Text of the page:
Which all in all means, I guess, that to my ear at least the Microsoft's "bad" synth is still a MUCH BETTER sounding option than Soundblaster or Adlib.
I think that it is to everyone's ear.
Still, as suggested, you can improve that General MIDI quality even further (by quite much) by using some better GM/GS soundfont. I personally like the ChoriumRevA soundfont, which I use in Windows with the Coolsoft VirtualMIDI Synth utility. I used to own a Roland SCC-1 (Sound Canvas/GS) soundcard back in the day (actually I still do, but don't use it anymore...), and to my ear ChoriumRevA is like a better version of Sound Canvas. I like it. https://www.youtube.com/watch?v=PXJORA0wWi8
If you set up e.g. ChoriumRevA and want to hear what Sound Canvas game music was at its best, I suggest you to try out games like:
Wing Commander 3
Dune 2 (this game sounds great both with General MIDI/Sound Canvas, as well as Roland MT-32 (e.g. with the Munt MT-32/CM-32L emulator)).
Sure you can try those out also with Microsoft Wavetable Synthesis, but then you will be missing all the extra Sound Canvas extensions that those games supported. https://www.youtube.com/watch?v=rrYX1Of4hzE https://www.youtube.com/watch?v=irljnvZXizI https://www.youtube.com/watch?v=NIQk3gZQhDs https://www.youtube.com/watch?v=Q40USE35TU8
People are screwing themselves unaware by playing on Soundblaster unless they consciously want the "authentic" experience of playing back in the day on Soundblaster.
To me "authentic" means either Roland MT-32 (CM32L) or Roland Sound Canvas in those games that supported them, as I was (and am) lucky enough to own both.
Also I have that vague memory of the General Midi option sounding worse than the Roland Sound Canvas option at some point, but I have no idea when, where, on what configuration, and is it even true. I guess I am never gonna get full answers without having the actual PCs and software I used then, whenever it was. Time Machine please!
At least I never found a game where a separate General MIDI option would sound different to a Sound Canvas/SCC-1 option (played on a SCC-1 that is fully compliant with both; GS/Sound Canvas is basically a superset of General MIDI, offering some extra sounds, alternative drum sets and extra effects (reverb etc.)).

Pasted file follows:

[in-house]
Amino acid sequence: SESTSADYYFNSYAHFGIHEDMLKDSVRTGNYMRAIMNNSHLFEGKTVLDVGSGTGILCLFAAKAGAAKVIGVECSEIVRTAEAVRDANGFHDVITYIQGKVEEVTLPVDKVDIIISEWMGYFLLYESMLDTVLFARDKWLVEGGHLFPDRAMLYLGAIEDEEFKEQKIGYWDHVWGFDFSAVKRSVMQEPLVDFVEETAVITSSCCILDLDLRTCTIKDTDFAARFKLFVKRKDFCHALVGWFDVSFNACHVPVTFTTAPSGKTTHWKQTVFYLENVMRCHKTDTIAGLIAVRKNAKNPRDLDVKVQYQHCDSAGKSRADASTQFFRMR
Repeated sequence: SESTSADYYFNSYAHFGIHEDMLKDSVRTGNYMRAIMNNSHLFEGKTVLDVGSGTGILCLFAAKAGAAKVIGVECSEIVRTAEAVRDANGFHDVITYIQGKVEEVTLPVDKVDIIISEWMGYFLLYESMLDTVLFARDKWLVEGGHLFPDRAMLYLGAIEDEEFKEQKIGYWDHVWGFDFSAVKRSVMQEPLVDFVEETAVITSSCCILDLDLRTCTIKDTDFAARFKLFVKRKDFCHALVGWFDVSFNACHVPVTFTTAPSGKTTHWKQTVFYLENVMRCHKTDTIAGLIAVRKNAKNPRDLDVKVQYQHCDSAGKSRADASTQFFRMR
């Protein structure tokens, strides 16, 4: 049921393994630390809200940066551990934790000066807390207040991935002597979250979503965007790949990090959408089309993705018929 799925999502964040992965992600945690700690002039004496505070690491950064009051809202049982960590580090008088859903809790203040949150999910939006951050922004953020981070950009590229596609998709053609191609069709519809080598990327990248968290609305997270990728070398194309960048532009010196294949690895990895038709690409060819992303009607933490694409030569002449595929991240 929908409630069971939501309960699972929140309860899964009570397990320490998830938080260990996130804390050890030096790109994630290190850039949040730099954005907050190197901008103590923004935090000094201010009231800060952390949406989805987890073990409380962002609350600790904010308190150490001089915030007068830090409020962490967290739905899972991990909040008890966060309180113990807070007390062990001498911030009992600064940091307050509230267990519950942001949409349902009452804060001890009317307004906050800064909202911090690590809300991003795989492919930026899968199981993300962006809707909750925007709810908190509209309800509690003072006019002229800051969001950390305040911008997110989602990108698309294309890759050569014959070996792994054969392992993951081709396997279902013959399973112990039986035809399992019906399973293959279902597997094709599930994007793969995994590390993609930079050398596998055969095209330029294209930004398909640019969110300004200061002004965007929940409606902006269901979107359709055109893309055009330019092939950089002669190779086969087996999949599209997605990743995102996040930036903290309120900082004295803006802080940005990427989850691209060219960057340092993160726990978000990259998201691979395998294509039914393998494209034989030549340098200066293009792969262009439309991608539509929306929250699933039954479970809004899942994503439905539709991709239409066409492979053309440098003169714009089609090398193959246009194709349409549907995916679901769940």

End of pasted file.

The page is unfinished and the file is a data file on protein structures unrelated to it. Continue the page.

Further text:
Hence, I have no idea why a few games had separate options for "General MIDI" and "Sound Canvas".
- If the game offered the extended Sound Canvas music, other General MIDI cards would simply omit the MIDI messages they didn't understand, like using an alternative drumset, using some reverb effect etc. So the music would sound somewhat flatter and more generic on a non-Sound Canvas compliant card, but it would still sound fine.
- If the game offered only pure General MIDI music without the Sound Canvas extensions, then Sound Canvas would still play it just fine, without using its full potential.
So there was simply no reason to offer two separate MIDI soundtracks, one for "generic" General MIDI cards, and another for Sound Canvas.
Many Origin and Westwood games supported the Sound Canvas extensions.
(a side offtopic question but it came to my mind as I was thinking about all of this - if a game was DOS-only in Windows 98 you got a prompt that you need to restart the PC and if you clicked 'yes' you got auto-booted into DOS and straight into the game? Do I remember that correctly?)
You could decide it yourself. You had basically three options to run MS-DOS games in Windows 9x:
1. Run the game directly from Win9x (most MS-DOS games ran fine like this, the exception being games with oddball memory managers of their own, like JEMM and such...).
2. Exit Windows9x to pure MS-DOS (no reboot needed, you would just exit the Windows graphical user interface; after all, Windows 9x was basically running on top of MS-DOS all the time.
3. Create a shortcut the the MS-DOS game (the .exe file), and in the shortcut properties, give the game its own config.sys and autoexec.bat. In this case the system would reboot into pure MS-DOS, by using the config.sys and autoexec.bat provided in the game shortcut.
I still have two old PCs running also Windows 98SE. :) I admit I very rarely use them.